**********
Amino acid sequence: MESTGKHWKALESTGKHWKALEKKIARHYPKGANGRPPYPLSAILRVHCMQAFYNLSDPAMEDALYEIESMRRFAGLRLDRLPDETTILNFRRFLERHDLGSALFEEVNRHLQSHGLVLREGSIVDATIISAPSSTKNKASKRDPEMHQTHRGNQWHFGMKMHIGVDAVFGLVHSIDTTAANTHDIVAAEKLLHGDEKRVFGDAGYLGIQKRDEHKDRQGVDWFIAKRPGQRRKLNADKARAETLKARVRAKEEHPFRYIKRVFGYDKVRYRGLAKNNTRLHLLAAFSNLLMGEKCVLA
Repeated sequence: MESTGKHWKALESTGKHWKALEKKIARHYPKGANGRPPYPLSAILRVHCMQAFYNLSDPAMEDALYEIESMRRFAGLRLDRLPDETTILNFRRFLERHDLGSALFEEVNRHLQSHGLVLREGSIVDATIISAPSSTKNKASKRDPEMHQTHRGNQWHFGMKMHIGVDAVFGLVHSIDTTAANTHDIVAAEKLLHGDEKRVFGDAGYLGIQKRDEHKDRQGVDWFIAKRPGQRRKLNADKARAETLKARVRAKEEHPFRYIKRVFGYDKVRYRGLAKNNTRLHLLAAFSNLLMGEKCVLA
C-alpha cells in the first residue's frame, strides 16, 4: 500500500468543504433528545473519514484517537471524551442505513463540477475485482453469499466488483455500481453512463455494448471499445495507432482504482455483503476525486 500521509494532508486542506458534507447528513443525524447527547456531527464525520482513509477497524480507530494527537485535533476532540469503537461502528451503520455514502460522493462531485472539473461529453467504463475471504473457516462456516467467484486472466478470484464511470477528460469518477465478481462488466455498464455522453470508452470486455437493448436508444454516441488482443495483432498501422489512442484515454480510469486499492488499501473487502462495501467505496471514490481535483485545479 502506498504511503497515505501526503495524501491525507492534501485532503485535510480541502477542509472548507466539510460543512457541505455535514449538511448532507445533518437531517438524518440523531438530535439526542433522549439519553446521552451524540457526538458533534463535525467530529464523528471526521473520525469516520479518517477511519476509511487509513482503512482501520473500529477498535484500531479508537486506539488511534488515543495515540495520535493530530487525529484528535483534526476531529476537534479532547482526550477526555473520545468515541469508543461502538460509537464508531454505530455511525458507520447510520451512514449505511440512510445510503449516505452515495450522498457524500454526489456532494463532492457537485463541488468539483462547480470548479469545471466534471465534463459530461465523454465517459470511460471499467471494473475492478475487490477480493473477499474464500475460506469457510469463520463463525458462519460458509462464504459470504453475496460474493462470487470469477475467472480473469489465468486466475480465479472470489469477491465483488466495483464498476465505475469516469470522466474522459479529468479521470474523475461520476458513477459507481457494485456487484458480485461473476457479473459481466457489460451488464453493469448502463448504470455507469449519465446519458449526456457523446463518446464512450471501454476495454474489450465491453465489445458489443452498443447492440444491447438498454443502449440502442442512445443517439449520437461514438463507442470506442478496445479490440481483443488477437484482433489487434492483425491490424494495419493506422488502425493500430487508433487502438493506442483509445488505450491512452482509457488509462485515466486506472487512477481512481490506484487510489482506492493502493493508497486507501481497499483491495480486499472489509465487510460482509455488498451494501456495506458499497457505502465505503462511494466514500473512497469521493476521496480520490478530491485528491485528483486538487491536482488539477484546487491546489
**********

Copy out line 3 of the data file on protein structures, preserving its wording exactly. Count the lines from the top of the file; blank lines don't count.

C-alpha cells in the first residue's frame, strides 16, 4: 500500500468543504433528545473519514484517537471524551442505513463540477475485482453469499466488483455500481453512463455494448471499445495507432482504482455483503476525486 500521509494532508486542506458534507447528513443525524447527547456531527464525520482513509477497524480507530494527537485535533476532540469503537461502528451503520455514502460522493462531485472539473461529453467504463475471504473457516462456516467467484486472466478470484464511470477528460469518477465478481462488466455498464455522453470508452470486455437493448436508444454516441488482443495483432498501422489512442484515454480510469486499492488499501473487502462495501467505496471514490481535483485545479 502506498504511503497515505501526503495524501491525507492534501485532503485535510480541502477542509472548507466539510460543512457541505455535514449538511448532507445533518437531517438524518440523531438530535439526542433522549439519553446521552451524540457526538458533534463535525467530529464523528471526521473520525469516520479518517477511519476509511487509513482503512482501520473500529477498535484500531479508537486506539488511534488515543495515540495520535493530530487525529484528535483534526476531529476537534479532547482526550477526555473520545468515541469508543461502538460509537464508531454505530455511525458507520447510520451512514449505511440512510445510503449516505452515495450522498457524500454526489456532494463532492457537485463541488468539483462547480470548479469545471466534471465534463459530461465523454465517459470511460471499467471494473475492478475487490477480493473477499474464500475460506469457510469463520463463525458462519460458509462464504459470504453475496460474493462470487470469477475467472480473469489465468486466475480465479472470489469477491465483488466495483464498476465505475469516469470522466474522459479529468479521470474523475461520476458513477459507481457494485456487484458480485461473476457479473459481466457489460451488464453493469448502463448504470455507469449519465446519458449526456457523446463518446464512450471501454476495454474489450465491453465489445458489443452498443447492440444491447438498454443502449440502442442512445443517439449520437461514438463507442470506442478496445479490440481483443488477437484482433489487434492483425491490424494495419493506422488502425493500430487508433487502438493506442483509445488505450491512452482509457488509462485515466486506472487512477481512481490506484487510489482506492493502493493508497486507501481497499483491495480486499472489509465487510460482509455488498451494501456495506458499497457505502465505503462511494466514500473512497469521493476521496480520490478530491485528491485528483486538487491536482488539477484546487491546489